On December 13, 1908 a letter appeared in the Sun in New York giving the writer’s opinion on neutral spirits and highwines. It followed an earlier correspondence involving at least two letters, from the appropriately pseudonymous I. Ball and Hy Hyams. I haven’t traced the earlier letters, but the one found reads as follows:
Mr. “I. Ball” and Mr. “Hy Hyams” both misunderstand what neutral or silent spirits really are. Neutral or silent spirits is the name of high proof double distilled rectified grain spirits. High proof means about 90 per cent. by volume of ethyl alcohol The corresponding name for high proof unrectified grain spirits is “high wines”.
The only difference between silent or neutral spirits and high wines that the former are made comparatively pure by fractional distillation of the mash, while the latter contain amyl, propyl, and butyl alcohols commonly called fusel oil or higher alcohol in addition to the pure spirit.
Whiskey is made from both silent spirits and high wines by reduction of these high proof articles to potable proof by the addition of distilled water. The whiskey made by reducing high wines has a raw, acrid taste due to the impurities, and that may be covered up by aging such whiskey in charred wood barrels. Such whiskeys have to the average drinker on impossibly heavy flavor. Whiskey made by reducing the pure spirits more nearly resembles the whiskey of our grandfathers.
Harrison Hall in a book entitled “The American Distiller” published at New York in 1818, says that the deservedly popular whiskey of that day was a “pure spirit” which was brought over the mountains from the Western distilleries at high proof. Hall says that the whiskey from this source was much less harmful than the high wine whisky then made in the Eastern States, in which the impurities were allowed to remain.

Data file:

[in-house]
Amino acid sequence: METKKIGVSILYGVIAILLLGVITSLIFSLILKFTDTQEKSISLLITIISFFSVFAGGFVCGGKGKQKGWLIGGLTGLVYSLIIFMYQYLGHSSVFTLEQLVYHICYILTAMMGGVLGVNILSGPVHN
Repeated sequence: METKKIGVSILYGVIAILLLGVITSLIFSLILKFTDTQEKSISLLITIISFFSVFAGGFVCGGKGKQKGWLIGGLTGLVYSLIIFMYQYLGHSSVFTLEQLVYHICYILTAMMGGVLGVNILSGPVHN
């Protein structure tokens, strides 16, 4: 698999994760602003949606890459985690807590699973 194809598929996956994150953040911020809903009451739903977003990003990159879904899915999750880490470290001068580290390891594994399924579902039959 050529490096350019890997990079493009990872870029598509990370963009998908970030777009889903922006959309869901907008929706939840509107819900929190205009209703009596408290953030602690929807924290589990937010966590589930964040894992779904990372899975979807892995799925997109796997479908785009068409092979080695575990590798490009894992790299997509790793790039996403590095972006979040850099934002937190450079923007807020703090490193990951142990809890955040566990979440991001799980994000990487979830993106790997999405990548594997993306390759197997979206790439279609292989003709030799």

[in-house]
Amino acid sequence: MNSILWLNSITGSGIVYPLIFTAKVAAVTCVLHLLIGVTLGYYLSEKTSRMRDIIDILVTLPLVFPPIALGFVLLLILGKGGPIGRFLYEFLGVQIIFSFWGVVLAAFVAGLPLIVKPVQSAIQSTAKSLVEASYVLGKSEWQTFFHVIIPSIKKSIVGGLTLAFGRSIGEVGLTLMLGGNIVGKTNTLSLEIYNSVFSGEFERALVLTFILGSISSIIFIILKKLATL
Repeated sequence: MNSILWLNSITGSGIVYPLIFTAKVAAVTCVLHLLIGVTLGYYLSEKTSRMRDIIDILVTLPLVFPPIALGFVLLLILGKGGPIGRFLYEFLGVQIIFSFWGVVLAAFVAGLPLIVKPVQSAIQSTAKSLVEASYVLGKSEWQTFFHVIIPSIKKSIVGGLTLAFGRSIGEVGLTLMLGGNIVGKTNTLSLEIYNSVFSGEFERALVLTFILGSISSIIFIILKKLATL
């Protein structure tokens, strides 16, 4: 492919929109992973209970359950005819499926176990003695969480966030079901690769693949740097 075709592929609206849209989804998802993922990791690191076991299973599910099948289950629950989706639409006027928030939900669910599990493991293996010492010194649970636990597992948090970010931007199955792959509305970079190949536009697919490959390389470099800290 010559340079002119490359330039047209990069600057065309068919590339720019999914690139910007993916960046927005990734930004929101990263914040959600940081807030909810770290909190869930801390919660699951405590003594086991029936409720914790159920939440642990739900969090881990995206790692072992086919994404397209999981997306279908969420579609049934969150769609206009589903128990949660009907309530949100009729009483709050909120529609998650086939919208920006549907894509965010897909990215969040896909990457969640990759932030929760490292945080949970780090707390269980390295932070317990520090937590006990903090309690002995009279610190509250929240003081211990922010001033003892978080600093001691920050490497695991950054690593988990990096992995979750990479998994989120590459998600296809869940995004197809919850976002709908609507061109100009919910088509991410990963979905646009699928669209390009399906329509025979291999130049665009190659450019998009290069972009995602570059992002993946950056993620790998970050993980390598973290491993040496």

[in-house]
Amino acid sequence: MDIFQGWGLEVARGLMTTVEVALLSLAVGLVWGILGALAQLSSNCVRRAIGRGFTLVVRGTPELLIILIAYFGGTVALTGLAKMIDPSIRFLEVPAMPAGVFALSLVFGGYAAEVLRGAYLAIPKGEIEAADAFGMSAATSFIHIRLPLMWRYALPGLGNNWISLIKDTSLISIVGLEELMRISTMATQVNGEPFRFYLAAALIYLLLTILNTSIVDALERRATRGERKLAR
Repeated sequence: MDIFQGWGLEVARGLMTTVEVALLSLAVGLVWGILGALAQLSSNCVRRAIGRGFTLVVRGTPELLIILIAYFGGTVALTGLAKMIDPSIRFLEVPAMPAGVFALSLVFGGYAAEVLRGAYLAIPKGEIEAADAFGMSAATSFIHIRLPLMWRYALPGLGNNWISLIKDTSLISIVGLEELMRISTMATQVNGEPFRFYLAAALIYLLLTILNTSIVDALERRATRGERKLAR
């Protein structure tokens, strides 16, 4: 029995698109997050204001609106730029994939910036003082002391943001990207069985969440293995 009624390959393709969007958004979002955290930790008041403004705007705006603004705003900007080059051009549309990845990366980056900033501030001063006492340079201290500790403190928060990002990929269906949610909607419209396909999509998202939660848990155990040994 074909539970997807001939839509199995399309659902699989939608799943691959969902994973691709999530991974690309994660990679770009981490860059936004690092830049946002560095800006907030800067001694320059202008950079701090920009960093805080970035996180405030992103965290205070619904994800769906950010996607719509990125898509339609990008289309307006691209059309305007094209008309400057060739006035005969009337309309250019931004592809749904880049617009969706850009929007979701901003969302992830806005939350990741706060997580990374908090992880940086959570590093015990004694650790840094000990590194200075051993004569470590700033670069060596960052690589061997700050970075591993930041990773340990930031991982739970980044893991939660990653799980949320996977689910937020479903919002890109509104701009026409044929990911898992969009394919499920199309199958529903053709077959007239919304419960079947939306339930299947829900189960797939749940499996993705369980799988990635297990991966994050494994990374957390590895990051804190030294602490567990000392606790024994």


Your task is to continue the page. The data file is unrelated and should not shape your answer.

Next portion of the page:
Washington, D.C., December 13.
I will return later to the assertion that a pure whiskey from “Western” distilleries, meaning probably from Ohio, was appreciated earlier.
The writer was probably a bureaucrat or lawyer in Washington. No doubt he or she was involved in the “pure whiskey” debate of the time, where President Taft finally decided that grain-derived neutral spirits could qualify as whiskey, not just the traditional type distilled at a low proof and aged in wood.
The statements of “Spiritus” accord with my earlier citations, the essential being that highwines changed over time by reaching a higher proof and yet still contained fusel oils evident to the palate. They are here named in the form of various higher alcohols produced in fermentation and which have a high boiling point.
The statement that the assertive flavours of highwines can be “covered up” by charred barrel aging seems perhaps delphic unless you know that a year or two earlier, a new U.S. study suggested that fusel oil content in aged whiskey does not decline, contrary to earlier assumptions that it is altered by the effects of oxidation and interaction with barrel compounds. The new opinion therefore was that charred barrel aging – especially new charred barrel aging – simply added new flavours to the whiskey which disguised the white dog taste.